I am blogging this through a haze of a variety of medications, so forgive me, imaginary followers, if I am a bit confusing at times this evening. I am currently taking children's strength decongestant, Tylenol, Penicillin, half a sleeping pill every night, and as many cough drops as I can handle without choking on the Menthol. Aside from having the privilege of sitting next to a pile of tissues and cough drop wrappers, I am also not in the best mood. My school counselor is testing my patience by enrolling me (the student ranked 9th out of 453 students, who is stressed out enough as it is) in an online course and an extra class that I did not sign up for. On top of that, I'm not going to have one of the teachers I was really counting on having. And I've missed two days of swim practice, which is two days too many, and because of my dad's ability to plan secret vacations, I must miss two more this week.
Again, not in the best mood, but I will try to let go of any grudges against my counselor, father, and cold so as not to upset you poor, imaginary readers with the tales of my recent woes.
It took me nearly a week of reading in every spare second of my time to finish Of Human Bondage. I am not accustomed to this length and was quite frustrated when it took longer than the usual three days of buckling down to finish a book. I was further surprised when I discussed the book with my peers and found that I am the only one who enjoyed it.
The book takes place from 1885 onward. Think Jane Eyre. This story had basically the same plot. Kid's parents die, kid lives with aunt and uncle, kid gets sent to boarding school, kid hates boarding school until s/he makes some friends. I guess that is where the similarities end. Philip, the main character, leaves the school early to become a clerk. He discovers that he hates the job and decides to become an artist. He discovers that he's not a very good painter, and decides to become a doctor. He loses all of his money in the stock market and lives in poverty for a few years, until his uncle dies and leaves Philip enough money to finish his doctoring schoolishness and become an actual doctor. The book ends after Philip becomes engaged to a girl he does not love.
There are some things that happen in between that have nothing to do with his career. While at a painting school in France, Philip befriends Fanny Price, a girl who everyone else hates. She begins to love him, and kills herself when she no longer has money for food. Apparently, this was a common tradition back then. Her death really affected Philip, and he spent the rest of the book reminiscing the day when he saw her body hanging from the ceiling, wondering why she hadn't asked him for food or money.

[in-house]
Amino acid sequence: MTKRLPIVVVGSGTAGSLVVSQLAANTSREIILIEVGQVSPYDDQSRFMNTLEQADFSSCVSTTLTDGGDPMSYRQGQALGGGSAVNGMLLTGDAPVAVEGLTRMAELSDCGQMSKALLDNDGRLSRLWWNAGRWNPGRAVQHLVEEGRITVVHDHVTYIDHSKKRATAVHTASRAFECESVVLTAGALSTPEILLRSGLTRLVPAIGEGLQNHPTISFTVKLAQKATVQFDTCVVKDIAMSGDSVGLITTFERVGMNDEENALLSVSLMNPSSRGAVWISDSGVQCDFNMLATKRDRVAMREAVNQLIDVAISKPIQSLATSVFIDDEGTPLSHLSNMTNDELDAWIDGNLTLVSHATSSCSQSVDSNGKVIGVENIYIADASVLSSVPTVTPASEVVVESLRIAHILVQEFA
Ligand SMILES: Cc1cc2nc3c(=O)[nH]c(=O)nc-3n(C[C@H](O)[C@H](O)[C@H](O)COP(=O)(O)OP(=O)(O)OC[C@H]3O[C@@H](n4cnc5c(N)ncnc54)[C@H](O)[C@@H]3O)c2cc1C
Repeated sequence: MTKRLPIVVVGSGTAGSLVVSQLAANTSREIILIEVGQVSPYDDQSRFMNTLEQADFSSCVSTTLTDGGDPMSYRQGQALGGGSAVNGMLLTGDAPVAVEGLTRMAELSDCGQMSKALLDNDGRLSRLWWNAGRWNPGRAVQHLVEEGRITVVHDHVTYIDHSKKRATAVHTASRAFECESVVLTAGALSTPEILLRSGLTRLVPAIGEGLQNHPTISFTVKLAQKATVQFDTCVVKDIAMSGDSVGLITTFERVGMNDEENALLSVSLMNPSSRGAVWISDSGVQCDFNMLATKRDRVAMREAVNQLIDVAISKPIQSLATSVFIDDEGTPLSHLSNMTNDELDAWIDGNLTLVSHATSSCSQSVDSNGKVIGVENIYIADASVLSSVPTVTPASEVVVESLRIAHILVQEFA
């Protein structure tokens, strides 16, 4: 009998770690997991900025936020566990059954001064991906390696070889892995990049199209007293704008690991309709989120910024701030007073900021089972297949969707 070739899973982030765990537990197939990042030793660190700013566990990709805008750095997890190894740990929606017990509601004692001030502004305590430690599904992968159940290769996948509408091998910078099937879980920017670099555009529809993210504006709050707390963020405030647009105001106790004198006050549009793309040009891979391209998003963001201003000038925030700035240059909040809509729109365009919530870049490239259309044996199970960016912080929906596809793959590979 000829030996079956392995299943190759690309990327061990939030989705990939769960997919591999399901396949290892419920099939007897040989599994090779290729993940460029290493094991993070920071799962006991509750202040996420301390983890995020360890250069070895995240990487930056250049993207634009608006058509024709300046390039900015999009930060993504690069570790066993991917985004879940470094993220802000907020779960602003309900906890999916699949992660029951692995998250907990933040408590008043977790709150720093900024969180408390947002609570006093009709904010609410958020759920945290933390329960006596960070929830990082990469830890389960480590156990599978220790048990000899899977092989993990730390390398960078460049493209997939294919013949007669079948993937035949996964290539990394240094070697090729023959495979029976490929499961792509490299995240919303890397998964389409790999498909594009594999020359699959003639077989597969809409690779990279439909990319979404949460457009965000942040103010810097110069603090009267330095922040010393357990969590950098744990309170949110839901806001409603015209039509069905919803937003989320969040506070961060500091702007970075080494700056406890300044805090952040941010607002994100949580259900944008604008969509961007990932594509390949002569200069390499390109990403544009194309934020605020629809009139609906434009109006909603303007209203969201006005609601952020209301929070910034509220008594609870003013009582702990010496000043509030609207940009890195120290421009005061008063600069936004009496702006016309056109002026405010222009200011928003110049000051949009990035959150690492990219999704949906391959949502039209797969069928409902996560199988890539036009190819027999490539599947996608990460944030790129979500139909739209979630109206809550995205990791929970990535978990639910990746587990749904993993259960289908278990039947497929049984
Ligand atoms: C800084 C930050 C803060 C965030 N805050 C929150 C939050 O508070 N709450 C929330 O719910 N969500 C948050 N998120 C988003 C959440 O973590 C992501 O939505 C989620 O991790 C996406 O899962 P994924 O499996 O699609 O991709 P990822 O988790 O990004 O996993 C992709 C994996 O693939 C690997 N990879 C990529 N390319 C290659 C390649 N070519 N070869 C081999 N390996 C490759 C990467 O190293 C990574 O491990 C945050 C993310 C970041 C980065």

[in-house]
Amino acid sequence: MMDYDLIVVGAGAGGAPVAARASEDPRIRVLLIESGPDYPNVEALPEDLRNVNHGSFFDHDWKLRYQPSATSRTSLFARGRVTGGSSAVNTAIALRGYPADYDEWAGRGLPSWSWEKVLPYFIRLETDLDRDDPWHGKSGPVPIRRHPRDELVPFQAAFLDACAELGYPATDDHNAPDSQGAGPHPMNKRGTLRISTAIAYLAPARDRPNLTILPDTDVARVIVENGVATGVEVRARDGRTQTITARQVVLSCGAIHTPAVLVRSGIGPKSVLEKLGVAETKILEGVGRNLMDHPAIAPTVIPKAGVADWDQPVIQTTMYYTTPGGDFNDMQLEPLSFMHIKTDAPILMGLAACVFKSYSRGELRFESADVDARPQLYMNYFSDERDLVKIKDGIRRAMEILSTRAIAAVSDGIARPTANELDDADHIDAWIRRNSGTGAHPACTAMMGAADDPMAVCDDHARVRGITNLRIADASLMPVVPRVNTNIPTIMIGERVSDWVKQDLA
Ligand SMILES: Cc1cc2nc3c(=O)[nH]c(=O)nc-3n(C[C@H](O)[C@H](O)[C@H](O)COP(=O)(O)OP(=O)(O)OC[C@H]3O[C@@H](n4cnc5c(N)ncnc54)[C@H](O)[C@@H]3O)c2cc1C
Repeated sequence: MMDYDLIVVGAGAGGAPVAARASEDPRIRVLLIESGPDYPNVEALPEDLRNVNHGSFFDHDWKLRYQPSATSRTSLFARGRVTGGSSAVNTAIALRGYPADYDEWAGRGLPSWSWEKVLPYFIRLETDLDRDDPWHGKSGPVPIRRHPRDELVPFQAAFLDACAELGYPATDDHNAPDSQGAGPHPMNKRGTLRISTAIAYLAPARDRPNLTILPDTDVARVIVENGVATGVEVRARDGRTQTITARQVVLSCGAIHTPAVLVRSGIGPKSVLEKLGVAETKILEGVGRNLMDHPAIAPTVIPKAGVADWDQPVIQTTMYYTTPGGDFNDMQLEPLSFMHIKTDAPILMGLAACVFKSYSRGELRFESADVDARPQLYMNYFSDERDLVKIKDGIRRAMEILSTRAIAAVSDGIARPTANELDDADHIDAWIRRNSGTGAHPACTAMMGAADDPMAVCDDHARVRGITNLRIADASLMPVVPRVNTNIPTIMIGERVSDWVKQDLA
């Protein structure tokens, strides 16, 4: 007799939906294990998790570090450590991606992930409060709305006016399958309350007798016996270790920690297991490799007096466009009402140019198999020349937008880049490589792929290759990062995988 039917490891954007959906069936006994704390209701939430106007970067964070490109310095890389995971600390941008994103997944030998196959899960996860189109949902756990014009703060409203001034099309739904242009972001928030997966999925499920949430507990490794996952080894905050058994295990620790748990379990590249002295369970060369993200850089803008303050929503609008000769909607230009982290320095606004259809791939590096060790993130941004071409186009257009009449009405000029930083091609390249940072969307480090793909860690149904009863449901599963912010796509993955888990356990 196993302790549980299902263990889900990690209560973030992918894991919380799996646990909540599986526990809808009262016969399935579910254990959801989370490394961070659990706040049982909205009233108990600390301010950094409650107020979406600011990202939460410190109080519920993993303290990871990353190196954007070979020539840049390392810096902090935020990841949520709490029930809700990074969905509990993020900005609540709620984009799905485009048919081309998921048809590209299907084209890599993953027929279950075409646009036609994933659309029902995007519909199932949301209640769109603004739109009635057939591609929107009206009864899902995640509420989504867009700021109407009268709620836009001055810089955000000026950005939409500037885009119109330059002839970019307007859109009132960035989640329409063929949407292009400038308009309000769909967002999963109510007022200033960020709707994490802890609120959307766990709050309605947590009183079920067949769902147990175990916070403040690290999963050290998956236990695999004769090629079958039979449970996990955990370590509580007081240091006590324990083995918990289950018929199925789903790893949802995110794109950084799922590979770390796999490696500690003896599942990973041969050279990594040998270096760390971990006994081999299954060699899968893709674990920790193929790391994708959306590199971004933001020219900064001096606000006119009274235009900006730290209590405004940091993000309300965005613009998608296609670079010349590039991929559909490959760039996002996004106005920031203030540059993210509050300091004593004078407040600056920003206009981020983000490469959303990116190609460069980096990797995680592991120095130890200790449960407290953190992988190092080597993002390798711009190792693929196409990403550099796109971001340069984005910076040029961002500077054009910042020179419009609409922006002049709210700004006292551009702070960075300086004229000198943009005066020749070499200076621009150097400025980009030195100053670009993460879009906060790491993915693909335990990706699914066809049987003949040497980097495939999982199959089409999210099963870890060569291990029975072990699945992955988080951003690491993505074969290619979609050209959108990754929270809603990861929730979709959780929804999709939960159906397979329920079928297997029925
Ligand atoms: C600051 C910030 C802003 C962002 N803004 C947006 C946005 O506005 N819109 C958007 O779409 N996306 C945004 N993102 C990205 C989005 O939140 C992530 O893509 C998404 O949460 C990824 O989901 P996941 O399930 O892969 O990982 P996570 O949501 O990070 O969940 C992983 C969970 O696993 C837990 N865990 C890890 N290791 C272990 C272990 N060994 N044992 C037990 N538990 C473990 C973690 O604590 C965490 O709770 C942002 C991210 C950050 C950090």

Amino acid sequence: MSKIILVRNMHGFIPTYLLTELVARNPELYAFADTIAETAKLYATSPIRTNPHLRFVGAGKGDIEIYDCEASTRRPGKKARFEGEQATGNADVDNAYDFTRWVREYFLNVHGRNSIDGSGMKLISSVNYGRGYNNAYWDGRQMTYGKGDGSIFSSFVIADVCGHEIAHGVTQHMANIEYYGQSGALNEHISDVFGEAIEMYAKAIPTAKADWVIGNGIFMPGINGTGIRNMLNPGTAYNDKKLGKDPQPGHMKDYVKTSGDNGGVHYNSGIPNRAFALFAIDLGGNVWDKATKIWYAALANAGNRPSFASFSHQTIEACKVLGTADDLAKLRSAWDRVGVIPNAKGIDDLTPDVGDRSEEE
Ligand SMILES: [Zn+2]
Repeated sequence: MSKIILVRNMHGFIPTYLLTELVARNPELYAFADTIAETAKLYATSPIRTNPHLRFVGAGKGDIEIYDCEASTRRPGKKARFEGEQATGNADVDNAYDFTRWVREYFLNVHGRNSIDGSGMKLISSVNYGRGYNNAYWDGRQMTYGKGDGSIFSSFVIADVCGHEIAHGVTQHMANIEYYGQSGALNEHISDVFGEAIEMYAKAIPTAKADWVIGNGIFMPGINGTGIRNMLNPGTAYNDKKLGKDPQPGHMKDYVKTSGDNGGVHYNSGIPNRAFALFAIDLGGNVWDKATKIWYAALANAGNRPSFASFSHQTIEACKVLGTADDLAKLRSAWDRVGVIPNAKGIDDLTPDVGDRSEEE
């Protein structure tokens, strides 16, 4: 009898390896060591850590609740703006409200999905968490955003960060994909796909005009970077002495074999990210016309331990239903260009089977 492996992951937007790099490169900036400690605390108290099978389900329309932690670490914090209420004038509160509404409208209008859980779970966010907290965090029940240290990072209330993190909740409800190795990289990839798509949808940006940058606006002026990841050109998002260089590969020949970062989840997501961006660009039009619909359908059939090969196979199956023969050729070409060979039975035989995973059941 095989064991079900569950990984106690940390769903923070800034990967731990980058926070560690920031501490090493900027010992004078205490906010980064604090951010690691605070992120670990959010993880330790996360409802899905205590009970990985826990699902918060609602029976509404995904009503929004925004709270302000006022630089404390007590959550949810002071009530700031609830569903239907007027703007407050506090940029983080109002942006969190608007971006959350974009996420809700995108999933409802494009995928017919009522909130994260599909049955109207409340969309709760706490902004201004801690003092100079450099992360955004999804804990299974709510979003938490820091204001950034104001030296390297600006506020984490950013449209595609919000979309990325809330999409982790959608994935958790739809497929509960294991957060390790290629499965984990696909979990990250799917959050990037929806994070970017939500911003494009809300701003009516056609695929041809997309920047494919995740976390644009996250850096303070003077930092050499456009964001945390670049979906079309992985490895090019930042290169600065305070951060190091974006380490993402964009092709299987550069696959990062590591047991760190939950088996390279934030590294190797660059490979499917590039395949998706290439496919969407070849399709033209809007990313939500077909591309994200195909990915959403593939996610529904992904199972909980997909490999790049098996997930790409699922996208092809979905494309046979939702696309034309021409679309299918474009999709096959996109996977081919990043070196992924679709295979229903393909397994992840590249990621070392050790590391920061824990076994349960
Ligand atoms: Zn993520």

Later, he falls in love with a waitress named Mildred. She's a perfect brat and treats him horribly, then marries another guy who has more money than Philip. She finds out that the other guy is actually already married and can only keep her as a mistress (Sister Carrie much?). Then she gets pregnant so the guy leaves her, and she comes crawling back to Philip, who houses her and continues to love her. Then she meets his best friend, decides that she loves him, and runs away when she finds that his best friend doesn't return her affection. Philip finds her months later and discovers that she is a prostitute. He no longer loves her, but again houses her and takes care of her child, until she tries to have sex with him. He refuses, and she thanks him for all his money and dedication by tearing up anything of value that he owns. They meet again later; Philip finds out that Mildred's baby has died and she is deathly ill.
Upon reading my description, I can't help but think that this book was pointless. A fun read, but pointless. Philip finds the "meaning of life" at some point in the book after a long struggle of looking for it. When I think of his conclusion, the phrase "dry philosophy" comes to mind, and nothing else. The meaning of life, according to Philip, was something like... Life is pointless, we are insignificant, and we'll only be happy if we choose to be that way, because we only matter in our own minds. Essentially, existentialism.
Usually, when I read a good book, I can sort of slip myself into the character's shoes. Experience their experiences. Think their thoughts. Etc. I could not do so with this book. I was constantly aware of the fact that the book has an author. I did not like that feeling; I usually like being one with the character and forgetting that the author exists (this is coming from someone who hopes to be a future published author... How sad). The author also felt the need to constantly remind me that Philip is shy. Philip, however, did not act very shy, in my opinion. I suppose Maugham believes that if you say something over and over, it will make what you say true. I think that's an actual philosophy...
I like the girl that Philip becomes engaged to (with the gallant, romantic proposal: "Say, Sally, I wonder if you'll marry me"), though. She is clear-minded and NOT really irritating, unlike Mildred.